I've been doing a lot of driving around lately and I just remembered something I've always believed to be true about creative inspiration. It seems to me that it's just as easy to experience those significant moments in time when out driving as it is out walking or doing anything else. I don't know about you, but I think it's just a matter of being aware and ready when they happen. Here's what I mean (from my May 30, 2011 blog post):
So make a point to enjoy some art. Listen to some music and later, watch a movie. Visit a museum or check in on a website that brings art directly to you. There are countless moments that are waiting and won't be discovered unless you make the effort to look for them. No one knows what you can create until a moment moves you to inspiration. Make art a part of your life, watch for those moments that speak just to you, and respond in kind by creating something that provides someone else a moment that they'll remember. It's all a matter of consciously looking for those moments and then making them relevant in your life. Just keep looking.
So how about you? Is there a pattern to those significant moments that inspire you, or do they just happen when they happen?

Tuesday, July 26, 2011

Building Blue Hill


So here's the short version of what's going on: The book is done and is now being formatted for Kindle. That should be done soon and the moment it is, I'm going to publish a preview edition available to blog readers like you. Eventually the cover art will be done and when it is, I'll have an official release.

Thanks for following the saga and I hope you enjoy Blue Hill when it's finally in your hands.

Blue Hill
by Todd R. Tystad
Asa Roth is 17 and lives just outside of Blue Hill, South Dakota.  After a motorcycle accident changes him in ways he doesn’t understand, he begins to think that unexplainable things that are happening might be happening for a reason.  With the help of his brothers, his best friend, and a girl he can’t stop thinking about, Asa tries to figure out the person he’s becoming and where his life is taking him.


Saturday, July 23, 2011

Two Wheels to Clear Your Mind

Conestoga Lake
"If anyone ever tries to tell me that because I ride a motorcycle I need to see a psychiatrist, I'm going to tell them that I don't need to see a psychiatrist because I ride a motorcycle."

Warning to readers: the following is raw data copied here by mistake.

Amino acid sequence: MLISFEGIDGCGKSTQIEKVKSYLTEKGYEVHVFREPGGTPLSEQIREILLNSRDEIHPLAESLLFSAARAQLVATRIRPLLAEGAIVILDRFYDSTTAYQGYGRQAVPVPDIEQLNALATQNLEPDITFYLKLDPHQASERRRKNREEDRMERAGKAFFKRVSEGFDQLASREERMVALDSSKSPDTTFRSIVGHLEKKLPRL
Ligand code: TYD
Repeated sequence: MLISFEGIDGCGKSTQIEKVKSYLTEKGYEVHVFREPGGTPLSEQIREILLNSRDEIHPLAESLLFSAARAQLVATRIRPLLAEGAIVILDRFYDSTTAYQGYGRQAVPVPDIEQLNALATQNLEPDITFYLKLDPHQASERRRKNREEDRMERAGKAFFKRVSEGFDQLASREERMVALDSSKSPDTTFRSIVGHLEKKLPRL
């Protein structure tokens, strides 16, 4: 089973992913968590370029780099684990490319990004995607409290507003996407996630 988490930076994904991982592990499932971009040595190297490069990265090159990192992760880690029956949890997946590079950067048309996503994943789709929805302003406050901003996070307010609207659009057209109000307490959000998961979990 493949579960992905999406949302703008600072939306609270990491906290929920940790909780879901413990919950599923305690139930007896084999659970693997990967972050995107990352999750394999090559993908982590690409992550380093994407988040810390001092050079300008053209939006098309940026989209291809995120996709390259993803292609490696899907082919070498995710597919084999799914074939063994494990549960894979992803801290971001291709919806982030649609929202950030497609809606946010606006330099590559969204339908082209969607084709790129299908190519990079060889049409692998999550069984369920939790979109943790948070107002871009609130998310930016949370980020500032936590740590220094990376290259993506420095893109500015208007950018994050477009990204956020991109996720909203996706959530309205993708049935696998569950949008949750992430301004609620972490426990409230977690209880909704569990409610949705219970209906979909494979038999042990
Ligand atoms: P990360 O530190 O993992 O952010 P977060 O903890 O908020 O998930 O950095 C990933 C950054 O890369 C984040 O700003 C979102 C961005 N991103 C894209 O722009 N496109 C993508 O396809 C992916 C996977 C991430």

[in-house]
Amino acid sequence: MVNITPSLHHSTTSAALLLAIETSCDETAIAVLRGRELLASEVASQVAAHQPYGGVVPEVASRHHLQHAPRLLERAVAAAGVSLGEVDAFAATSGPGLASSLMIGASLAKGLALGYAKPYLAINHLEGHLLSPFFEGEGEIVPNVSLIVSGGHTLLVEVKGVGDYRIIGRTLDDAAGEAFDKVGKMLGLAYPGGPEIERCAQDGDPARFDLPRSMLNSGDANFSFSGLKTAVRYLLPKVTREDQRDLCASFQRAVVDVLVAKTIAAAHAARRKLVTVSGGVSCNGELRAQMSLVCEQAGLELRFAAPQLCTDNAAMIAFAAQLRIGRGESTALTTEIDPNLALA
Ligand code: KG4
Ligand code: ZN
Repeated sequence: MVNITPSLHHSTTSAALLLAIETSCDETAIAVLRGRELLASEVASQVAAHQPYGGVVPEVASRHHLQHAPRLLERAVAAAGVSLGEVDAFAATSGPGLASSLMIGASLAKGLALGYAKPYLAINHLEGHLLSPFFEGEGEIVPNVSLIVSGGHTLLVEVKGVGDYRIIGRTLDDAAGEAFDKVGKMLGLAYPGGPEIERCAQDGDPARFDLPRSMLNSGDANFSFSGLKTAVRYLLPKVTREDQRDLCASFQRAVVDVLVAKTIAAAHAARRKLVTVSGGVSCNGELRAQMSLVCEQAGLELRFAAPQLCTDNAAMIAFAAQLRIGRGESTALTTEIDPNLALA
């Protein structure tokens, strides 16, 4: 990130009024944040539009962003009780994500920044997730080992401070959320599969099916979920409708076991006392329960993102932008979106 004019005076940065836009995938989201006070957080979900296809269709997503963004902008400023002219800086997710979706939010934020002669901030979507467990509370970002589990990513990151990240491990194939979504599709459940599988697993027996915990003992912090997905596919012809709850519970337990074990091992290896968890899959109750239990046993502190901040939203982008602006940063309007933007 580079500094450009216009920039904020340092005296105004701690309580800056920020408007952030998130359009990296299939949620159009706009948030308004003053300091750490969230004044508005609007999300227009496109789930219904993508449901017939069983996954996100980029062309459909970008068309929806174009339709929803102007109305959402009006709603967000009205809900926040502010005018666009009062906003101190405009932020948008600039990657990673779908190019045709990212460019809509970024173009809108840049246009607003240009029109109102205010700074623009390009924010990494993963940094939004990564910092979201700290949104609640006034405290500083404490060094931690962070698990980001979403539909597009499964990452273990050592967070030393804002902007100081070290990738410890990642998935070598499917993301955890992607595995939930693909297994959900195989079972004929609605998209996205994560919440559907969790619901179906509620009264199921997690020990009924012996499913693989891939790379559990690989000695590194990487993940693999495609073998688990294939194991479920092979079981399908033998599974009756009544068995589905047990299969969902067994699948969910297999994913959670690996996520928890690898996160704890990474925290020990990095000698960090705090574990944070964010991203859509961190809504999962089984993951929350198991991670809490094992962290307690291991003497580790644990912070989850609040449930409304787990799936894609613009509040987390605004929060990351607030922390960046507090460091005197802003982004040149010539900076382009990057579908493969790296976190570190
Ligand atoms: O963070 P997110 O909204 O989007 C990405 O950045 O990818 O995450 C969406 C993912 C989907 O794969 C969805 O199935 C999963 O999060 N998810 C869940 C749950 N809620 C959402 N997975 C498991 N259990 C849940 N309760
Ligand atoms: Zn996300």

TRT

Saturday, July 16, 2011

Good Things Come to Those Who Wait


Out of concern that you might think I've been slacking off with this blog, I decided that I'd better say hello and let you know what's up. I wish I could say that it's been a summer of vacation and adventure, but the truth is, I haven't really been out of the house much. There's new fiction on the way, my friends, and it will be ready for you next month.

With all of the great feedback and encouragement that I've had after publishing the short fiction collection, I decided to try out some new material. I already had the story in mind, but it took me a while to get things moving because I wanted to find the right format and what educators refer to as "voice." Once I settled on what I was comfortable with, it's been an enjoyable process. I'd like to say that it's been like a vacation, but that would be stretching things a bit.

So another week or two and what I'm working on now should be done. My plan is for this to be Book 1 of a three-part series. I don't want to reveal too much too soon, but I'm hoping that you'll like what you see when it's ready to go. I don't enjoy waiting around myself, but sometimes it's well worth it.

Tuesday, July 12, 2011

Ebooks


For those who are interested in ebooks, this post is for you. For those who aren't, get ready because the train has already left the station. Amazon announced in May that - after less than four years of selling ebooks - their company is now selling more ebook titles than paperback and hardcover books combined. And that's a lot of ebooks.

Amazon also sells the Kindle, their enormously popular reading device. But not everyone is reading on a Kindle. There are free Kindle reading apps for PCs, Macs, phones, and the iPad. More than half of the titles on Amazon cost less than ten bucks, many are less than a dollar, and thousands of titles are free for the downloading.

One of the great things that's happened with the explosion of available material and the way the reading public has embraced ebooks is that writers are now coming up with new ways to tell stories. There are ebooks with audio and video content, hypertext links that allow the reader to explore outside of the main text, and more. Critics say that all of this works against the idea that books are meant to engage the imagination and not mimic other media. Yeah, whatever.